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Franciscan outreach goes beyond health care to serve thousands in the Region

Franciscan Health employees gather their holiday donations.

Franciscan Health believes in giving back to the community it serves, and in 2016 donated more than $85.7 million, in the form of financial assistance for care and subsidized health services, community health improvement, health professions education, and donations.

More than 364,000 people received assistance in some form or another at one of the hospital’s campuses: Crown Point, Hammond, Dyer, Michigan City, Munster, and Rensselaer.

The number is up from about $77.2 million in 2015, when the system served approximately the same number of people.

“Our mission is continuing Christ’s ministry in our Franciscan tradition,” says Kate Hill-Johnson, administrative director, community health improvement post-acute and compliance division for Franciscan Health. “We live our mission each day by providing person-centered, compassionate care inside our facilities and joyfully caring for the most vulnerable in our communities. We are privileged to serve, from leading support groups to providing free health services, to offering necessities to those in need.”

At Franciscan Health in Hammond, Munster and Dyer, the Community Health Needs Assessment (CHNA) is designed to help understand the health status and needs of area residents. In 2016, it was determined that the area had a high rate of pediatric asthma. So the organizations plan to conduct quarterly asthma education workshops in an East Chicago school to help reduce asthma occurrences.

The Hammond, Dyer and Munster campuses also collect nonperishable food, baby items and hygiene products, school supplies and clothes to support local charities, food pantries and shelters. In 2016, they donated an estimated 4,000 items. In addition, Hammond and Dyer donated unsold food items to food pantries and homeless shelters in Lake County, totaling about $27,000.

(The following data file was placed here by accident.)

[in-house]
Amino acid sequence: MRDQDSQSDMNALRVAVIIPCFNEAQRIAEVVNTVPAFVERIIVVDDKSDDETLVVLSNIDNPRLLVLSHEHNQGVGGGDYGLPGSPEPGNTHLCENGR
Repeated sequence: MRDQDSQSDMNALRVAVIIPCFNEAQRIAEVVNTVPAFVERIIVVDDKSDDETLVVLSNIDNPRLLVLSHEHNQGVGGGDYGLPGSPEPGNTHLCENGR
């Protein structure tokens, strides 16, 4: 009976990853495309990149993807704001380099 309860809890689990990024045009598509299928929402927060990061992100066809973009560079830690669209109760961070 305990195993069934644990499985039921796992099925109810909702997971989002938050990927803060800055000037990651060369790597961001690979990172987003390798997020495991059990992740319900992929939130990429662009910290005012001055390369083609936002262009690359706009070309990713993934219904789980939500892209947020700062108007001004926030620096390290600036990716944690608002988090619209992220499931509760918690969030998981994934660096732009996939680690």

Around the holidays, employees also donate items including hats, coats and mittens to St. Clare Clinic patients and St. Monica Home families, as well as adopting a family in need at Christmas.

In Rensselaer, the staff adopted 25 children through an Angel Tree and two families in need this holiday season. It is also hosting a food drive and a free “Visit Santa” event.

In Crown Point, the staff implemented a Walk with a Doc program at the Lake County Fairgrounds from May 3 through Nov. 1, as a way to combat sedentary lifestyles and engage community members.

Participants were encouraged not only to talk with doctors about their health concerns but also improve their cardiovascular health with better walking times.

Franciscan often partners with other organizations to maximize services to community members in need.

Organizations appreciate the partnership opportunities, says Renae Vania-Tomczak, president and CEO of Mental Health America of Lake County.

“The best partnerships aren’t dependent on just one common goal, but on a shared path of creating a strong foundation for a healthy community,” she says. “The partnership with Franciscan Health that includes hosting the first The Big Latch On event in Lake County, ensuring pregnant women and new moms have the support they need to strengthen family functioning, and enhancing infant safe sleep are examples of achieving greater impact than any organization could generate on its own.”

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